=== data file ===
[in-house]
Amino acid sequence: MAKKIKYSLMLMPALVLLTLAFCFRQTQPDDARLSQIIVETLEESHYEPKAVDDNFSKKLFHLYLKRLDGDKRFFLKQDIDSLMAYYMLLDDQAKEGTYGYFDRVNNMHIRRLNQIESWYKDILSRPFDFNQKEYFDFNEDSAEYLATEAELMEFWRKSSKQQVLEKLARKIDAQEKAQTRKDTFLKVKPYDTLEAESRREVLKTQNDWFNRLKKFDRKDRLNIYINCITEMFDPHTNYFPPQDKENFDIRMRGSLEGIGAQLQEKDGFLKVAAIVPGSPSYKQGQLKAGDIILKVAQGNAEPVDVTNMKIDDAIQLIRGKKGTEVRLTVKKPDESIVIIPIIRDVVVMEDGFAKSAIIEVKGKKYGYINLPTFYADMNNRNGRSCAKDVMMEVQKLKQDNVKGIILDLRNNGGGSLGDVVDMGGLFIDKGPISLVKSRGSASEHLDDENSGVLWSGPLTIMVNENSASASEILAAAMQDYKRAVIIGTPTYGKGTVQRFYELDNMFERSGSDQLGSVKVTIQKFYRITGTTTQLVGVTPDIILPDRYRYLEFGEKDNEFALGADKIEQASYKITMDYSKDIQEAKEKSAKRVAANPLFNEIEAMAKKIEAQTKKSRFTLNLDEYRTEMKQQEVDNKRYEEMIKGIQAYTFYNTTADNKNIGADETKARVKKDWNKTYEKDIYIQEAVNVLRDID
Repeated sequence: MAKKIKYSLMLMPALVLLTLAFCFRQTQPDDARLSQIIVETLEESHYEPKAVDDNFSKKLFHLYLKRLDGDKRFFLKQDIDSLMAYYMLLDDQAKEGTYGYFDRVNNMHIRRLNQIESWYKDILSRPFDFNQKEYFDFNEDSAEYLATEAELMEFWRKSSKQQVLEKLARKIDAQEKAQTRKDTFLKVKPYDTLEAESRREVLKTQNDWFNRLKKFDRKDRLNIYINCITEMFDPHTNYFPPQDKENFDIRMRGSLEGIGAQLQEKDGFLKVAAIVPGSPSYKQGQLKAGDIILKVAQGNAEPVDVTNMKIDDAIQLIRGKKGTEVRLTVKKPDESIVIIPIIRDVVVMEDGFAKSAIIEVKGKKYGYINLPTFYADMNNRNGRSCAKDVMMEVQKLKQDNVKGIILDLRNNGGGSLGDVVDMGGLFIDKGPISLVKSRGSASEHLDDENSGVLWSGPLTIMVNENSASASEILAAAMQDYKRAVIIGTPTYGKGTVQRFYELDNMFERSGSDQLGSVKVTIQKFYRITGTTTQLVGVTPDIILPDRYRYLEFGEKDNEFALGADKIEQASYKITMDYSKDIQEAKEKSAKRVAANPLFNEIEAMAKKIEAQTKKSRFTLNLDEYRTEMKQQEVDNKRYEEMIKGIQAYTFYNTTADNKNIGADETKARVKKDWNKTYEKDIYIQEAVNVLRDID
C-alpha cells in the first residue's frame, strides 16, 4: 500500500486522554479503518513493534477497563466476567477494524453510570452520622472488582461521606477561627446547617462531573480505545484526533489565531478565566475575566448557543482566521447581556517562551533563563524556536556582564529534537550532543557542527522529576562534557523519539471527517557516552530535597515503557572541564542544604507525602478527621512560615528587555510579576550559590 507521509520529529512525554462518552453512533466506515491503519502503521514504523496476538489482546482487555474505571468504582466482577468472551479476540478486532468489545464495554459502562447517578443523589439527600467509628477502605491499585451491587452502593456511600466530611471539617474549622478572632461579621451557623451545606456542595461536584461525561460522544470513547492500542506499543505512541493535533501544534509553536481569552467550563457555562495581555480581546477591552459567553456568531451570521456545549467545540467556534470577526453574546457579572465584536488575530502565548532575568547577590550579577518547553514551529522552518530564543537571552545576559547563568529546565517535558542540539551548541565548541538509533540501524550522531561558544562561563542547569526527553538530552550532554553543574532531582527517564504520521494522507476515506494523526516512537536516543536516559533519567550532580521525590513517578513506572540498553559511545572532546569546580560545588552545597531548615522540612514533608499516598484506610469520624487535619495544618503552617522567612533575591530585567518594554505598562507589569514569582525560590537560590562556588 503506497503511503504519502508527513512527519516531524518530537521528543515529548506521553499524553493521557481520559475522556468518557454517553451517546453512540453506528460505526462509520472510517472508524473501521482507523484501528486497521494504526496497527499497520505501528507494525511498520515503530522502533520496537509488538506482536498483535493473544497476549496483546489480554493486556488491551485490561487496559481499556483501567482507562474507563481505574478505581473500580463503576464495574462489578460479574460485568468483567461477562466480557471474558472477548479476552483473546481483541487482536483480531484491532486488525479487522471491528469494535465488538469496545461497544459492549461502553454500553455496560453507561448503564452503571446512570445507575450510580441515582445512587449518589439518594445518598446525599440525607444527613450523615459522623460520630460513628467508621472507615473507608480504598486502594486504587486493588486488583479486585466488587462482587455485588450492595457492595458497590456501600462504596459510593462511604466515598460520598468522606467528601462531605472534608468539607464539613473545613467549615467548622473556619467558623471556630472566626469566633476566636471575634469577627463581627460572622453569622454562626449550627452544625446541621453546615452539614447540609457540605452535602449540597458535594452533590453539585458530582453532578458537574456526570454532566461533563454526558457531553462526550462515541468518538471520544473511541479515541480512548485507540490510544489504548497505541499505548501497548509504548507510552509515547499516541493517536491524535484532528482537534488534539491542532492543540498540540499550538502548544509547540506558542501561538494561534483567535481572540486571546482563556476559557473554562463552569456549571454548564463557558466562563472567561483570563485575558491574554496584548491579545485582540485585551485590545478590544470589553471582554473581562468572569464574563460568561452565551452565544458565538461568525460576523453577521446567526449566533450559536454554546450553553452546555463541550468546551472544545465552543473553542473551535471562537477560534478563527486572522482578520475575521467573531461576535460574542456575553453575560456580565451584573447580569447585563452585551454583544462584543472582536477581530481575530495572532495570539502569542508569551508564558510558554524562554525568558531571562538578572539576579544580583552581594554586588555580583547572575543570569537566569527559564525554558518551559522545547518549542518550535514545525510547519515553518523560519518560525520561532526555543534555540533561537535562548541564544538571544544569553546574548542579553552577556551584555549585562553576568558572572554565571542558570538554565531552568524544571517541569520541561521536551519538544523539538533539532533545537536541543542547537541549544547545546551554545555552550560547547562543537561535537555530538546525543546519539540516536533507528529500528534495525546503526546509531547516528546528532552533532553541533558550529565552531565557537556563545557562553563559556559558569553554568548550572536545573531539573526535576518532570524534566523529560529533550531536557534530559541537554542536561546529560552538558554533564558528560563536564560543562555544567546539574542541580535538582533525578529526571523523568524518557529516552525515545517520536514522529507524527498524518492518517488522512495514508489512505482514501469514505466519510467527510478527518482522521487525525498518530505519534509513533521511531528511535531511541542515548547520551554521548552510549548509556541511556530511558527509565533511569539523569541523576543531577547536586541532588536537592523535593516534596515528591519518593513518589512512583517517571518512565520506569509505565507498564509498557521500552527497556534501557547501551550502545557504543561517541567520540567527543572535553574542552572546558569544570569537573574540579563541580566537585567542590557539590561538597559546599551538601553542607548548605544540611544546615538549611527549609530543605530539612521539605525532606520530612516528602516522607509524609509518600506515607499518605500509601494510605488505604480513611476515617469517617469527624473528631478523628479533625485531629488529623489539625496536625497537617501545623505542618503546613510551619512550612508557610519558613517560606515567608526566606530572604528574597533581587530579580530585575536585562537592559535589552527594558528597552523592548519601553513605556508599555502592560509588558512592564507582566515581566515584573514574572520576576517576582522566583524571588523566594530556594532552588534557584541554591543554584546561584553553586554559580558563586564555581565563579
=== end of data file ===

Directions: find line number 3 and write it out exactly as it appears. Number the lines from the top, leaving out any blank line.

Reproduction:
Repeated sequence: MAKKIKYSLMLMPALVLLTLAFCFRQTQPDDARLSQIIVETLEESHYEPKAVDDNFSKKLFHLYLKRLDGDKRFFLKQDIDSLMAYYMLLDDQAKEGTYGYFDRVNNMHIRRLNQIESWYKDILSRPFDFNQKEYFDFNEDSAEYLATEAELMEFWRKSSKQQVLEKLARKIDAQEKAQTRKDTFLKVKPYDTLEAESRREVLKTQNDWFNRLKKFDRKDRLNIYINCITEMFDPHTNYFPPQDKENFDIRMRGSLEGIGAQLQEKDGFLKVAAIVPGSPSYKQGQLKAGDIILKVAQGNAEPVDVTNMKIDDAIQLIRGKKGTEVRLTVKKPDESIVIIPIIRDVVVMEDGFAKSAIIEVKGKKYGYINLPTFYADMNNRNGRSCAKDVMMEVQKLKQDNVKGIILDLRNNGGGSLGDVVDMGGLFIDKGPISLVKSRGSASEHLDDENSGVLWSGPLTIMVNENSASASEILAAAMQDYKRAVIIGTPTYGKGTVQRFYELDNMFERSGSDQLGSVKVTIQKFYRITGTTTQLVGVTPDIILPDRYRYLEFGEKDNEFALGADKIEQASYKITMDYSKDIQEAKEKSAKRVAANPLFNEIEAMAKKIEAQTKKSRFTLNLDEYRTEMKQQEVDNKRYEEMIKGIQAYTFYNTTADNKNIGADETKARVKKDWNKTYEKDIYIQEAVNVLRDID